Human beings blink on average 16 times a minute – that’s 15,360 times a day.

Every blink is unbearably painful for someone with trachoma, and each blink takes them closer to blindness. An ancient disease that can lead to permanent blindness, trachoma doesn’t just destroy sight – but causes such agony that some sufferers pluck out their own eyelashes with homemade tweezers. This provides relief from the pain of trachoma – but it’s a temporary fix.

Many people don't even know what this agonising disease is, so here are five facts you need to know. 

1. Trachoma is the leading cause of infectious blindness in the world today
As many as 157 million people worldwide live in areas where they are at risk of developing trachoma.

Eighty per cent of these people live in just 14 'high burden' countries, 13 of which are in Africa (Pakistan is the other country). These 14 countries also have 80 per cent of the backlog of people who require surgery to treat trichiasis – the advanced stage of trachoma where the eyelids turn inwards and the eyelashes rub the cornea, causing scarring and blindness.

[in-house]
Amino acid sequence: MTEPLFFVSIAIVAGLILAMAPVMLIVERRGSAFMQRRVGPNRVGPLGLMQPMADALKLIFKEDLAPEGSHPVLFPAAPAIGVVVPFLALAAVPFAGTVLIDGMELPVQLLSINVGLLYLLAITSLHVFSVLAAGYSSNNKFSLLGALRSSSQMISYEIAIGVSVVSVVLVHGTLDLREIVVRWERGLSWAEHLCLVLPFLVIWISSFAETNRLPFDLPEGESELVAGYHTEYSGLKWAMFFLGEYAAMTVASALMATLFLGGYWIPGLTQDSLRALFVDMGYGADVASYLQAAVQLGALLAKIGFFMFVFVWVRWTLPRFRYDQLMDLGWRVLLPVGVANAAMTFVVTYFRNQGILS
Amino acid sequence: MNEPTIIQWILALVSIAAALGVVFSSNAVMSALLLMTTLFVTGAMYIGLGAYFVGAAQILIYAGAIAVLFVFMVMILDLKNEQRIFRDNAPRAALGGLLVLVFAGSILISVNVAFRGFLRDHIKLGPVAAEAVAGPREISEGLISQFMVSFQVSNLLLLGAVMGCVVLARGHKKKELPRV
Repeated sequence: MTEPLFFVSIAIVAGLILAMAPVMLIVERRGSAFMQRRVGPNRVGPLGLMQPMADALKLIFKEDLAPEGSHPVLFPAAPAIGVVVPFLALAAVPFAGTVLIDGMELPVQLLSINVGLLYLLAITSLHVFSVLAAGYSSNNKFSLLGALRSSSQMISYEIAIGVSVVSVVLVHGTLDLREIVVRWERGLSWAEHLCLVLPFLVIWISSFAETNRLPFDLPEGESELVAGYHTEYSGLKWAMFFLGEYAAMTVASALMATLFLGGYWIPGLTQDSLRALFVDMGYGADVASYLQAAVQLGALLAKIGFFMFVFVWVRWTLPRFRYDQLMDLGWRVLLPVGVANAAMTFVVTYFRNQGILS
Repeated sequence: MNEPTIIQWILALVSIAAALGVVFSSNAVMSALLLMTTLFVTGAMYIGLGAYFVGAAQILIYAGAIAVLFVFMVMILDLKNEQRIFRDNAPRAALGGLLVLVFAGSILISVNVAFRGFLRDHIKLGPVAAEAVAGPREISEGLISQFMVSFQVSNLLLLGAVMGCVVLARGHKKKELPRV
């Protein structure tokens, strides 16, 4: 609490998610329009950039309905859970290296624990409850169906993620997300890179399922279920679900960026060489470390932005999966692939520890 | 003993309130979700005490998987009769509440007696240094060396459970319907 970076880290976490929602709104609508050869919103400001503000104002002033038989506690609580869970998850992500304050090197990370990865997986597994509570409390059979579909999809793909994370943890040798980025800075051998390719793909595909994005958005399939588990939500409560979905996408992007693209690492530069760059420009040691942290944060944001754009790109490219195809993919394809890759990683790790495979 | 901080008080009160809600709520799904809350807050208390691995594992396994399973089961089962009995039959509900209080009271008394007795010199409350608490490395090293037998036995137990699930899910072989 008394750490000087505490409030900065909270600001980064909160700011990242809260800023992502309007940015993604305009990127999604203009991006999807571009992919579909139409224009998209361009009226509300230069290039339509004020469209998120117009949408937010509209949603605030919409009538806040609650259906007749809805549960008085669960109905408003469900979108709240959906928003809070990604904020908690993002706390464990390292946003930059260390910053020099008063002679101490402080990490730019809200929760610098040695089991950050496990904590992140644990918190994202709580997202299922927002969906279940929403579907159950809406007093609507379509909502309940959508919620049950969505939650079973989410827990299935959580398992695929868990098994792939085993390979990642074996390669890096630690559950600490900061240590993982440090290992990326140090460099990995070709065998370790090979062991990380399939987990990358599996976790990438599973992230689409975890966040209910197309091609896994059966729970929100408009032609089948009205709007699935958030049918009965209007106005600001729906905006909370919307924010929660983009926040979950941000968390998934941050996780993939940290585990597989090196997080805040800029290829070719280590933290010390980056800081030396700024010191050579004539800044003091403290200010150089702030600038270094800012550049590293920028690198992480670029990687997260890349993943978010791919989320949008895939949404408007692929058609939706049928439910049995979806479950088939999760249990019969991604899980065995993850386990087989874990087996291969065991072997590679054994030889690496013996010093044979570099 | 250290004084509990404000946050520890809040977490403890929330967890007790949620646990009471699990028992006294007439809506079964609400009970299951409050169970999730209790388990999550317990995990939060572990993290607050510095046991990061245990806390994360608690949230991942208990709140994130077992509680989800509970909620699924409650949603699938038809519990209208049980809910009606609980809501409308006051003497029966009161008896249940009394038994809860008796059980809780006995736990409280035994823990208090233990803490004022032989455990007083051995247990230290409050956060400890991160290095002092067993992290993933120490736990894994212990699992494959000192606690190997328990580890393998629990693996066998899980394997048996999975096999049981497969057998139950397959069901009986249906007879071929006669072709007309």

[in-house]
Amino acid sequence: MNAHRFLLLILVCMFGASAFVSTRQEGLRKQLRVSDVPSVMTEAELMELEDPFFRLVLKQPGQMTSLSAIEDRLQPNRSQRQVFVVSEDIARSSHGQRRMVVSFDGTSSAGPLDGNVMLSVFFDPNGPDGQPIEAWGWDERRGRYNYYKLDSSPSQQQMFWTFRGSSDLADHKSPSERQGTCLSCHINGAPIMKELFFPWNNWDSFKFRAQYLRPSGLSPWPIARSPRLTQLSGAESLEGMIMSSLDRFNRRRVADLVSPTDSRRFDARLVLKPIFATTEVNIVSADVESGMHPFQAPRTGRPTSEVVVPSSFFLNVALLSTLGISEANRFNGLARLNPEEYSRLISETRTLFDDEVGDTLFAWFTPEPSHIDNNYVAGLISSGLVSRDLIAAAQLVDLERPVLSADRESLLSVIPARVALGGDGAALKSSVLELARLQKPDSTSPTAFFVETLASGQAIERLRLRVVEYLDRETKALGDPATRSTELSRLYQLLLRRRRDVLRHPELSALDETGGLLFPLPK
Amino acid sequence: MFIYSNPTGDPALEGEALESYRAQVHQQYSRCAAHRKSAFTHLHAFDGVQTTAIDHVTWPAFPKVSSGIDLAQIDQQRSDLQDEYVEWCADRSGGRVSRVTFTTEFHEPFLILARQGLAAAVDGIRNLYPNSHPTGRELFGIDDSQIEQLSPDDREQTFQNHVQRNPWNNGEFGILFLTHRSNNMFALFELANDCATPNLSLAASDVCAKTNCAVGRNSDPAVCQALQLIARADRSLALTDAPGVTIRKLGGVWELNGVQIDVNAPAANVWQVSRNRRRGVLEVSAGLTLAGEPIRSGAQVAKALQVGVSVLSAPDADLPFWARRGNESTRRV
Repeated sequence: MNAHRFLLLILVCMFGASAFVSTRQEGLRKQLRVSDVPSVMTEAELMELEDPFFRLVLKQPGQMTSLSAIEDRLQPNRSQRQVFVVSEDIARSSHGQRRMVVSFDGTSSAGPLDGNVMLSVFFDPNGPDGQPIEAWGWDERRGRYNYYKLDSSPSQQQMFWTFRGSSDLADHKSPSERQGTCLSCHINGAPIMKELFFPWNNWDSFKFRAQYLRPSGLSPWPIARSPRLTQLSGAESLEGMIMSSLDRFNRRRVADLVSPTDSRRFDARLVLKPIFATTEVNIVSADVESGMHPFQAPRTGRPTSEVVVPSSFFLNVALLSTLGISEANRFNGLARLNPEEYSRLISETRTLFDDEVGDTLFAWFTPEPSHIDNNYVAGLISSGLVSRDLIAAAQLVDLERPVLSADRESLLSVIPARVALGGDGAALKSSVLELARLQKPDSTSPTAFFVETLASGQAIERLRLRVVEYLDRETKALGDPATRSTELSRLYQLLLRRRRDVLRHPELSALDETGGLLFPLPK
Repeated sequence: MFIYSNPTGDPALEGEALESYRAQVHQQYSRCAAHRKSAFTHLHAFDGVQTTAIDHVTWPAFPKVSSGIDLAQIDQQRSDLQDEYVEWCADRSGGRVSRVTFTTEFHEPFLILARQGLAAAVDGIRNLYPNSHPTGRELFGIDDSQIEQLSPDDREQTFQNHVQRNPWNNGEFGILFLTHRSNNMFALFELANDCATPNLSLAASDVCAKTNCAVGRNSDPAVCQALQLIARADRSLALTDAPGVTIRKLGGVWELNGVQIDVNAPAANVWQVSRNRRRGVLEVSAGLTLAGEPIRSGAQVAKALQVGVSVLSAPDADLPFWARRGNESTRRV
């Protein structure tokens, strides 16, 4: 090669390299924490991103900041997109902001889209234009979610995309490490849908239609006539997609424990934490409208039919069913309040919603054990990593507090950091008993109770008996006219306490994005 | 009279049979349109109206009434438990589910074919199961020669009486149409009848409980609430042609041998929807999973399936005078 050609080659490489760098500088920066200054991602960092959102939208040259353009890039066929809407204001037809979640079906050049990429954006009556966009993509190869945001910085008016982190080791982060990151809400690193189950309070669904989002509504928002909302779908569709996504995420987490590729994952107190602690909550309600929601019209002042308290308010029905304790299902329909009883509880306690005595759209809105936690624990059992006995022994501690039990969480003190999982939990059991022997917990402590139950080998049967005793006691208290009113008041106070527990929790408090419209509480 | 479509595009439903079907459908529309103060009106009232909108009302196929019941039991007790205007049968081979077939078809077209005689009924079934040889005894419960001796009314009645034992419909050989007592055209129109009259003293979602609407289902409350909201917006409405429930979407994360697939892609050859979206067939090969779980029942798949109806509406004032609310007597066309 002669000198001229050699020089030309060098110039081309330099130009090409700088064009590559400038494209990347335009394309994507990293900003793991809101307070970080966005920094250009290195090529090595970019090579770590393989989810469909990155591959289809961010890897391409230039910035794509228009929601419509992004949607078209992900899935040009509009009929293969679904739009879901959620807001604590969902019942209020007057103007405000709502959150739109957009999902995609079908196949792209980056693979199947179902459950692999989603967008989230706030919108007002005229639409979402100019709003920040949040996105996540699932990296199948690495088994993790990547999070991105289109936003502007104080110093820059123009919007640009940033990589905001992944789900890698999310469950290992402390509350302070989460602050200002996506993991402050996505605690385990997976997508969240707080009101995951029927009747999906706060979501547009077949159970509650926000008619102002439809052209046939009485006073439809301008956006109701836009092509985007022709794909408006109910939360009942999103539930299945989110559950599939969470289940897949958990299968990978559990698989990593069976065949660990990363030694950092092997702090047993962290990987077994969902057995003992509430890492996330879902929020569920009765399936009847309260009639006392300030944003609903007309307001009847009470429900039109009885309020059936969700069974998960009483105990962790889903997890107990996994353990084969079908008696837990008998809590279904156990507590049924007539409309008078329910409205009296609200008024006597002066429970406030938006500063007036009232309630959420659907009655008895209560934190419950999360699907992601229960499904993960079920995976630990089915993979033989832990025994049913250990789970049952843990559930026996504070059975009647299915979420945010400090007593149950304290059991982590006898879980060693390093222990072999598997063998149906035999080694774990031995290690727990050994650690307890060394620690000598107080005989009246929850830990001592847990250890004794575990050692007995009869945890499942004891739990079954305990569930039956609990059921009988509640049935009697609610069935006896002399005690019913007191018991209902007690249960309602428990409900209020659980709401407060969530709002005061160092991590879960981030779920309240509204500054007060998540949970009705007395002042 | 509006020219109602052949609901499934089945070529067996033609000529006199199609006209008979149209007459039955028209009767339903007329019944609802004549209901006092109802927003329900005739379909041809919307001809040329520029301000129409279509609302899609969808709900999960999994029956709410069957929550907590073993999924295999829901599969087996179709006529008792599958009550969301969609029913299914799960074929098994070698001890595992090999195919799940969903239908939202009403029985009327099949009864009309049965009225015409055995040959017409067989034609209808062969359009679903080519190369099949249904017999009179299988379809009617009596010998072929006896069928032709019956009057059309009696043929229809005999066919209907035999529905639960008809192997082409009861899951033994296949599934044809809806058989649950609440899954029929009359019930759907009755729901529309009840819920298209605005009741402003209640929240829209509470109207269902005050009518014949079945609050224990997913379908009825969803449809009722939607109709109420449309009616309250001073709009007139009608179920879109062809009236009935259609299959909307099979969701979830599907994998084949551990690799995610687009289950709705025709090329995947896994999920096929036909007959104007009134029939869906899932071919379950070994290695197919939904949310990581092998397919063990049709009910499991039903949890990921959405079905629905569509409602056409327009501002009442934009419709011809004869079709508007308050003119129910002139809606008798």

trachoma patient from ethiopia

2. Trachoma causes severe pain and agony
Trachoma is a chronic inflammation of the eye lining and eyelids, which become rough and scarred if left untreated. The eye cannot then lubricate, protect or nourish the cornea – which also becomes inflamed, scarred and prone to other infections.

With the eyes already deeply scratched and sore, as trachoma advances the inner eyelids become so scarred they turn in so the eyelashes injure the cornea even further (trichiasis).

It’s a constant, incredibly painful irritation: with their eyes already throbbing, itching and hurting – every blink increases the pain and damage for sufferers even further.

3. Blindness caused by trachoma is irreversible
In later stage trachoma, the continual scratching and scarring of the eye, caused by inflammation and turning inwards, means that the already damaged cornea gets rapidly worse.

If trachoma is left untreated, the built up scarring and cloudiness leads to blindness – which is impossible to reverse as the eyes been permanently damaged.

4. In one region of Ethiopia alone 155,000 people need urgent surgery
Right now, more than 76 million people in Ethiopia are at risk of contracting trachoma.

In one region alone, Oromia, more than 155,000 people are in desperate need of surgery – to stop their trachoma advancing further, destroying their sight permanently.

doctor checking the eyes of a woman
5. Trachoma is entirely preventable and treatable
There is no need for anyone to suffer from this excruciating, debilitating eye disease.

There are such simple solutions that can end the pain like:
  • free antibiotics to stop early stage trachoma
  • access to clean water, which can stop trachoma from spreading. 
Luckily, The Foundation has teams on the ground fighting trachoma. Our surgeons, nurses and health workers are are getting the antibiotics, the training and the surgery to those who need it most.

We know what to do. We just need your help.